Being the world’s largest automaker is not necessarily that good for revenue. Toyota (NYSE: TMC) has achieved that goal while struggling to retain its revenues.
The Japanese auto giant reclaimed its crown as the world’s largest automaker from Volkswagen (OTC: VLKAF) in 2016; even as its revenues continued to sink. For the record Toyota sold 10,285,546 cars in 2015; while VW sold 10,137,400, Forbes reported. General Motors (NYSE: GM) sold 9,924,880 million vehicles to claim the number three position.
Now for the interesting part; Toyota’s TTM revenues actually fell by $11.45 billion over the past year, according to ycharts.com. Toyota reported a TTM revenue of $248.06 billion in March 2015 and $236.61 billion in March 2016.
That was far better than Volkswagen, which saw its revenues plummet because of the diesel scandal in 2015. VW started 2015 with TTM revenues of $268.69 billion that fell to $236.79 billion a year later. That made for a revenue drop off of $31.9 billion.
With numbers like that one has to wonder about the state of the global auto business. Particularly since Ford (NYSE: F) saw its revenues grow by $11.28 billion; between first quarter 2015 and first quarter 2016. Ford reported revenues of $142.1 billion in March 2015 and $153.38 billion in March 2016.
Yet General Motors saw its revenues fall by $320 million in the same time frame. GM reported TTM revenues of $154.23 billion of March 2015, and $153.91 billion a year later.
The Auto Business does not Make Sense
Maintaining revenue looks tough in the auto business. With numbers like that one has to wonder why companies like Uber, Alphabet (NASDAQ: GOOGL) and Apple (NASDAQ: AAPL) are so anxious to enter the automobile business.
It looks as if Ford’s business model could be better than some of its larger competitors. Naturally we will have to ask the all-important question: “does Toyota make money” here.
The answer to that question is definitely yes. Toyota reported a net income of $19.2 billion on March 31, 2016. That was down slightly from $19.92 billion in March 2015. Toyota also reported making $37.15 billion in cash from operations at the end of first quarter 2016. That was an increase of $3.59 billion over $33.56 billion a year early.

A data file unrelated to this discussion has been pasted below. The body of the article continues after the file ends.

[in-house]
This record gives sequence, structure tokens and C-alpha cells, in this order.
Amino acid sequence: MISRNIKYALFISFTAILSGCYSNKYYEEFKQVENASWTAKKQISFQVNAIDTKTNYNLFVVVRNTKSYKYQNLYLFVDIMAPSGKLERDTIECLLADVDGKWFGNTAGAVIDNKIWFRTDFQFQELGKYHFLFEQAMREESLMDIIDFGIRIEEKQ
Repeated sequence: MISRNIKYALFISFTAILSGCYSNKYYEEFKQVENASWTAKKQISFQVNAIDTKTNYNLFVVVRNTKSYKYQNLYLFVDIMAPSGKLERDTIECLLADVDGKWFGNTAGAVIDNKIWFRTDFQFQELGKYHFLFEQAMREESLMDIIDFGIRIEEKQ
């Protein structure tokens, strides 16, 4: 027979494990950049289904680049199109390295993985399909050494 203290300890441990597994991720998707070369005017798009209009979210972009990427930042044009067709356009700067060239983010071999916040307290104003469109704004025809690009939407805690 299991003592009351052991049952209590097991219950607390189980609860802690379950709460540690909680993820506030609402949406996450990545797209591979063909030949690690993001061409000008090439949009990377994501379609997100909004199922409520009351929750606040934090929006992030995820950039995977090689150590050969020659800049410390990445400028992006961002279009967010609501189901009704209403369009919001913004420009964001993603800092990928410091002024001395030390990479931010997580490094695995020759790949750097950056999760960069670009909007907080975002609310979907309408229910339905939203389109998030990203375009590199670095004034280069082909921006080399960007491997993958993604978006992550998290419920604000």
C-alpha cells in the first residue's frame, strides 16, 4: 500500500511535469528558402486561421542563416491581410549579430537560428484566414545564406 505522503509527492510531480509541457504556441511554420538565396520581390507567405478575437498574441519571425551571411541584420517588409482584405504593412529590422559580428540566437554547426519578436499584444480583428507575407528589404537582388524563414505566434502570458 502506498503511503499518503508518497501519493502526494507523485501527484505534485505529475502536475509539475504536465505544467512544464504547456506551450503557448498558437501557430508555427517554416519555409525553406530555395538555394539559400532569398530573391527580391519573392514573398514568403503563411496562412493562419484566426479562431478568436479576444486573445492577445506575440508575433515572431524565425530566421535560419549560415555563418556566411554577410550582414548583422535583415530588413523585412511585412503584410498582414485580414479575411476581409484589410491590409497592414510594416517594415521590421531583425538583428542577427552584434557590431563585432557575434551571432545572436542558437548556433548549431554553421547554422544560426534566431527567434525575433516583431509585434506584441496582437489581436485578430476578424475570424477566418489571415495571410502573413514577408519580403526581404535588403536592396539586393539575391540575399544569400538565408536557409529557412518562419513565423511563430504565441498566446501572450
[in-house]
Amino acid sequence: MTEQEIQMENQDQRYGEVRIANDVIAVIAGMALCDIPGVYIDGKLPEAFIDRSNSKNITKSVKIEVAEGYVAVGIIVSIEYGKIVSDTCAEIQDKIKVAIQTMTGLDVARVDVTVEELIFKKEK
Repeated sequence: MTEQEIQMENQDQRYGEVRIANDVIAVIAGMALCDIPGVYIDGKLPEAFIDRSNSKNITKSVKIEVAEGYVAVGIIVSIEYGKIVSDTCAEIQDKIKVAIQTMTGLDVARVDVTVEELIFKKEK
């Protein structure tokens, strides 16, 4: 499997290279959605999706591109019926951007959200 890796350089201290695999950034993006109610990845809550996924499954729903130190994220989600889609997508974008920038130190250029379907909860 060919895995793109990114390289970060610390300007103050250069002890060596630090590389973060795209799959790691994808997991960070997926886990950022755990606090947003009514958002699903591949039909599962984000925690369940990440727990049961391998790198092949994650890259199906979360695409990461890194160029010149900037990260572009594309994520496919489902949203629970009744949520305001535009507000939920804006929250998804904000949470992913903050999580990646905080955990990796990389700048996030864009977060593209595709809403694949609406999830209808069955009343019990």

Automakers are generating a lot of Cash
Toyota also had a lot of float in the form of $39.55 billion in cash and short-term investments on March 31, 2016. That number was down significantly from $43.6 billion a year earlier.
This cash is probably why outfits like Apple, Uber and Alphabet are so interested in cars. Even when revenues decrease automakers generate a lot of float. Ford reported $67.71 billion in the bank on March 31, 2016 and Volkswagen, had $50.2 billion in cash and short term investments on December 31, 2015. General Motors reported cash and short-term investments of $21.43 billion at the end of first quarter, 2016.
Naturally, investors will be wondering if this makes Toyota, a good investment. I would say not because Ford and GM are both reporting similar financial numbers and they are much cheaper. Toyota was trading at $103.37 a share on May 31, 2016; while Ford was trading at $13.48 a share and General Motors was fetching $31.28. Volkswagen was also highly overpriced at $155.95 a share on the same day.
If there is a true value in automobile stocks right now; it is Ford because of its low price, and high cash flow. Ford is a very cheap company that has a lot of float. It is also one of the few major automakers reporting significant revenue growth right now.
Investors would be well advised to stay away from Toyota; until it can get over its revenue struggles. My take is that Toyota could be setting up for a major fall in share price, because it cannot retain its revenue growth; despite the company’s size.